September 29, 2003

Thursby & Thursby tackle technology transfer

Michael Terrazas

Before Jerry Thursby came to Emory two years ago, he and his wife, Marie, served on the economics faculty at Purdue University. Jerry Thursby now is chair of economics in Emory College, and Marie is the Hal and John Smith Chair in Entrepreneurship in Georgia Tech’s Dupree College of Management.

All three schools—Emory, Purdue and Tech—are major research institutions heavily involved in technology transfer and licensing of the intellectual products of their respective labs, so it’s understandable that the Thursbys have been studying the economic ramifications of this practice for some time. In the Aug. 22 issue of Science, the pair published the latest of several jointly authored papers on the subject, a one-page overview of studies that have examined the effects of the 1980 Bayh-Dole Act on university licensing.

According to the paper, of 84 U.S. institutions responding to two surveys in 1991 and 2000 by the Association of University Technology Managers (AUTM), new patent applications from universities rose some 238 percent, license agreements by 161 percent—and total royalties to universities shot up by 520 percent. These numbers and others like them have prompted some critics to charge that Bayh-Dole—which grants universities sole ownership of inventions produced from federally funded research—has prompted researchers and even the universities themselves to focus more on the bottom line than a quest for scholarship.

But is it true? For their study, the Thursbys used not only AUTM data but also sent surveys to some 135 research universities (receiving responses from 62), and they surveyed businesses that actively license patents and innovations from higher education laboratories.

Though Jerry Thursby acknowledged much more work needs to be done, the results suggest that Bayh-Dole has not turned university labs into the profit centers alleged by the act’s detractors. The 2000 AUTM survey netted 156 total respondents, who reported $1.24 billion in income from royalties and “cashed-in equity net of unreimbursed legal fees.” But the average annual income per active license was only $66,465, and just 43 percent of licenses earned any royalties at all; less than 1 percent (0.56) of licenses earned royalties in excess of $1 million.

“There is often a misperception among people when they see this [$1.24 billion] income,” Thursby said. “If you only look at the bottom line, you aren’t seeing the real character of licensing, which is highly skewed toward certain universities and certain licensing.”

Indeed, while average license income per respondent was $8 million, nearly 80 percent earned less than $5 million and half reported less than $824,000. In the paper the Thursbys point out that technology transfer offices below the median averaged four employees, making it likely that those institutions spent more on the office than they received in royalties, however Jerry Thursby added that this is likely to change as both number of licenses and royalties continue to trend upward.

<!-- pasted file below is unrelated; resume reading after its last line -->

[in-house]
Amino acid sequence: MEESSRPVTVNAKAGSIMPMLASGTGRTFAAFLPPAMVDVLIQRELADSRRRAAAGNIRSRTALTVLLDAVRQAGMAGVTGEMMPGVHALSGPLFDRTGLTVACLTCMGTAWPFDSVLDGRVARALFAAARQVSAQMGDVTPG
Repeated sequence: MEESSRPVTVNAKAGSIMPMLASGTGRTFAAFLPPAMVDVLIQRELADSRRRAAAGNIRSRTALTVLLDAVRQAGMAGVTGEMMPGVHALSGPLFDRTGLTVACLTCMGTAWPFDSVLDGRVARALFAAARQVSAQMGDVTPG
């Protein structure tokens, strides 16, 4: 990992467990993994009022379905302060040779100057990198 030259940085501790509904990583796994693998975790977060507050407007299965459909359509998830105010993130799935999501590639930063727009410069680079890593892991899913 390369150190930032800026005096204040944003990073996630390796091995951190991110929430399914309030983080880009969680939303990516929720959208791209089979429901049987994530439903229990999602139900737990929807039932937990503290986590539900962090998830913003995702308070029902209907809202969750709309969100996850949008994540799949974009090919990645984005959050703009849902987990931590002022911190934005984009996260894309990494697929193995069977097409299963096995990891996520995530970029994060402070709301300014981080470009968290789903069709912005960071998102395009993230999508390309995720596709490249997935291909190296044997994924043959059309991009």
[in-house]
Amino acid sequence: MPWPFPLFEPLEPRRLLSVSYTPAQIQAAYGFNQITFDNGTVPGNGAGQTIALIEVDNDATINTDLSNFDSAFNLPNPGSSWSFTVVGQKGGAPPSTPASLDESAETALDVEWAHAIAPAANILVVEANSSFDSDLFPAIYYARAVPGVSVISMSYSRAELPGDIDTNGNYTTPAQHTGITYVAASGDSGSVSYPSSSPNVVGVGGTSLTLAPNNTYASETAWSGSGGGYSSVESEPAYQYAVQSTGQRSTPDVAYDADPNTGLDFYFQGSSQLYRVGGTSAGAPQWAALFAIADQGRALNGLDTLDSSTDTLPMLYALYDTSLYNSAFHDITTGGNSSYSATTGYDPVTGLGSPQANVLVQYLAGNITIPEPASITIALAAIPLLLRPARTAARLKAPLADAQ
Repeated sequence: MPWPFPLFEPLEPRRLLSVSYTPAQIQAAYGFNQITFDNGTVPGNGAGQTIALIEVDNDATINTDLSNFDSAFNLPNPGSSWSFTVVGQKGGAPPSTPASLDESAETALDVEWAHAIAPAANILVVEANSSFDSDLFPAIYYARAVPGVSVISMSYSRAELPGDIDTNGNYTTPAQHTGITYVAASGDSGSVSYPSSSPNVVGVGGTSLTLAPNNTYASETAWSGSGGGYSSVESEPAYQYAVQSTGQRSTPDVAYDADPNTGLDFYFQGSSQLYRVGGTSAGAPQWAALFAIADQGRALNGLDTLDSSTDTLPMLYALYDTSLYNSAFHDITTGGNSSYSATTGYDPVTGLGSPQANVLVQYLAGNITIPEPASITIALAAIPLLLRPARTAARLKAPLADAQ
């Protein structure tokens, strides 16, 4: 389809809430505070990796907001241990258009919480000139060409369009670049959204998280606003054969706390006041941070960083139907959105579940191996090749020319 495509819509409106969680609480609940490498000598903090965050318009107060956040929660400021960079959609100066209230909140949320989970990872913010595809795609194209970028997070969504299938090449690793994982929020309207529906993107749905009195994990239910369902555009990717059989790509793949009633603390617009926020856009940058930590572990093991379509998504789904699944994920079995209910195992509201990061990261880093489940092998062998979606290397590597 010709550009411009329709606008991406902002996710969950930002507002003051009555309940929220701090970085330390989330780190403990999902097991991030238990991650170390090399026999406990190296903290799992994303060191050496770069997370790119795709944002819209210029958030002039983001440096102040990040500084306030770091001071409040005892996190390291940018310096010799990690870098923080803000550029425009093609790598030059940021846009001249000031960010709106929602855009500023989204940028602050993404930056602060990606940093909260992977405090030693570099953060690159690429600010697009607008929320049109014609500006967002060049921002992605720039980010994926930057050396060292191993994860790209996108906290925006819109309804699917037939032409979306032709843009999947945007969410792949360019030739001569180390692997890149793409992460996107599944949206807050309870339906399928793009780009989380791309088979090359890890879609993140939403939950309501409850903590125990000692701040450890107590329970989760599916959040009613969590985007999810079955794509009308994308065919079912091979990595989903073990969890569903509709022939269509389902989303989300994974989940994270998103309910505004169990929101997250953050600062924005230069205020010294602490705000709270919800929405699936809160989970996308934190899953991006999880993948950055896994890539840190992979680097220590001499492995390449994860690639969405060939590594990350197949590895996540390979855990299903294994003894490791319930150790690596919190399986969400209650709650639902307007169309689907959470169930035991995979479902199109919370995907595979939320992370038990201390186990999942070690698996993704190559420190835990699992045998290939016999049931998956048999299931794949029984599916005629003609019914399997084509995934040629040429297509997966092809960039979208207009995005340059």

There is no question that licensing and patent applications have increased dramatically since Bayh-Dole was passed, but Thursby suggested the relationship between the two may be less causal than many think.

“As best as you can tell, this licensing would have been growing anyway—Bayh-Dole just made it easier,” Thursby said.

One overarching question is whether Bayh-Dole has steered university researchers into more applied fields and away from basic research. Again, though they stress that more data need to be collected (which the Thursbys are currently doing through a comprehensive survey of faculty activities) the Science paper says a study of 3,400 faculty that from six research universities from 1983–99 indicated their ratio of basic to applied research does not appear to have changed—even as licensing has increased more than tenfold.

Even if the findings were different, Marie Thursby—who serves as an adjunct faculty member to Emory’s economics department—said it might not be cause for concern.

“[A shift from basic to applied research] is not necessarily negative, as applied research is important for industrial innovation,” she said. “Also, there is evidence that applied research results often give researchers ideas or means to conduct new areas of basic research; witness Pasteur’s discoveries, which came out of his work for the brewery industry.

“University research is a key element in the national innovation system,” Marie Thursby continued. “So the efficiency of the transfer of results to industry is an issue of national interest.”